Last Sunday, in a referendum, the Swiss decided by a majority in excess of 57 percent of voters to ban construction of minarets, according to the definitive results of the balloting.
To general surprise, only four cantons out of the 26 in the confederation rejected the proposal backed by the Democratic Union of the Center (UDC), the right-wing populist party, and the small Christian right-wing party, the UDF.
This vote will entail modification of Article 72 of the Swiss Constitution, which governs the relations between the state and religions. The ban on minaret construction will be presented as a measure “to maintain peace among members of diverse religious communities.”
According to the UDC regarding the initiative for the referendum, minarets are the “visible symbol of a political-religious power claim that challenges fundamental rights.” One of the posters the UDC used in the electoral campaign aroused intense controversy. It represents a woman in a black burqa, surrounded by minarets that pierce through the Swiss flag.
For Muslims, ‘A Punch in the Face’
The Swiss government had firmly opposed the initiative. Swiss Justice Minister Eveline Widmer-Schlumpf emphasized that the ban on minarets would be contrary to freedom of religion and discriminatory.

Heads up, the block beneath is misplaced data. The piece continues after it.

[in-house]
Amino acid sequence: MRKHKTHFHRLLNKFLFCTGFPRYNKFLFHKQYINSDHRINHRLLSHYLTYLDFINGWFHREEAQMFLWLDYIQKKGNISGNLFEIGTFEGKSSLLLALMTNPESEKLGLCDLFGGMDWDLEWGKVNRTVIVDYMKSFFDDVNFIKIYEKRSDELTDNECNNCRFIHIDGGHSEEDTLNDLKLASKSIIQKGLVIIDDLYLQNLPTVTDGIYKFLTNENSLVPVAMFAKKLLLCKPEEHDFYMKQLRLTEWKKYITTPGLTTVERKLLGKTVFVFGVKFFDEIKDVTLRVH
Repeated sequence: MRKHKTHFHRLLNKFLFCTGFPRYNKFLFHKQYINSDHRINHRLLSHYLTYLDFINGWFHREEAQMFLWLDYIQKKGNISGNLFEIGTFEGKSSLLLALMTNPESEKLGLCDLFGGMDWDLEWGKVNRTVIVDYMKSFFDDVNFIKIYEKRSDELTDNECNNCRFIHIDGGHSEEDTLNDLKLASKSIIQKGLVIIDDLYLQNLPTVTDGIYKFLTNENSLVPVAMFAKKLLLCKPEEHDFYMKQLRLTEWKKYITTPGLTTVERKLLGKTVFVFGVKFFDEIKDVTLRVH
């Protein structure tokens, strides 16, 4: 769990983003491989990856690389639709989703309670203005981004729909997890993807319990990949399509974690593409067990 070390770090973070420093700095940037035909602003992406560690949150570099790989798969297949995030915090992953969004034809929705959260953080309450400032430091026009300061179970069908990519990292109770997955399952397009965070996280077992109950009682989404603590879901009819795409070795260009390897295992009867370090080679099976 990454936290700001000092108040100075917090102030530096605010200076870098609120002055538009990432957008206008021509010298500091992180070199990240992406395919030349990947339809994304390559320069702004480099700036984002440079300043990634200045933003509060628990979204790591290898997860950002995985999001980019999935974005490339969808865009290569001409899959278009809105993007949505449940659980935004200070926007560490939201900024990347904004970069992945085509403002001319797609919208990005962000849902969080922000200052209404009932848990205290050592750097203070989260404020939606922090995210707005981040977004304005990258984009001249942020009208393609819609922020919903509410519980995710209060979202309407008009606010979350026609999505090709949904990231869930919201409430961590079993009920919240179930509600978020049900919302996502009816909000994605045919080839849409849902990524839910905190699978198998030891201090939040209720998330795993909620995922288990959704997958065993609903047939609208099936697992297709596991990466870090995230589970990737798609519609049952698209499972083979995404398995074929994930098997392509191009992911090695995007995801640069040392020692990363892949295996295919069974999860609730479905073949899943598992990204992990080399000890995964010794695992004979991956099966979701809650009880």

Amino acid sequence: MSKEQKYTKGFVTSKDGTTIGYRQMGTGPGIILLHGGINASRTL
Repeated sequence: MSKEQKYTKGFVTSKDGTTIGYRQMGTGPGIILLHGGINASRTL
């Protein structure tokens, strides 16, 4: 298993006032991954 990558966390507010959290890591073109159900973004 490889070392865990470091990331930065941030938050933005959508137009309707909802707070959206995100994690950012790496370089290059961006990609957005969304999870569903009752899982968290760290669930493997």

The Green Party will study the possibility of referring the matter to the European Human Rights Court. “Swiss Muslims have not been slapped, but punched right in the face,” deems the Greens’ national president Ueli Leuenberger. That’s the result of “extremely expert propaganda that played on people’s prejudices.”
About 400,000 Muslims live in Switzerland out of a total population of approximately 7.6 million inhabitants, according to an estimate by the Federation of Islamic Organizations in Switzerland (FOIS), based on the last population census, effected in 2000. Specifically, the Muslim population from the former Yugoslavia has grown to represent more than half (56.4 percent) of the Muslim population in the country.
At present, there are four minarets in Switzerland: one each in Geneva, Zurich, Wangen bei Olten (in the Soleure canton) and Winterthour (in the Zurich canton). None of them serves for the call to prayer.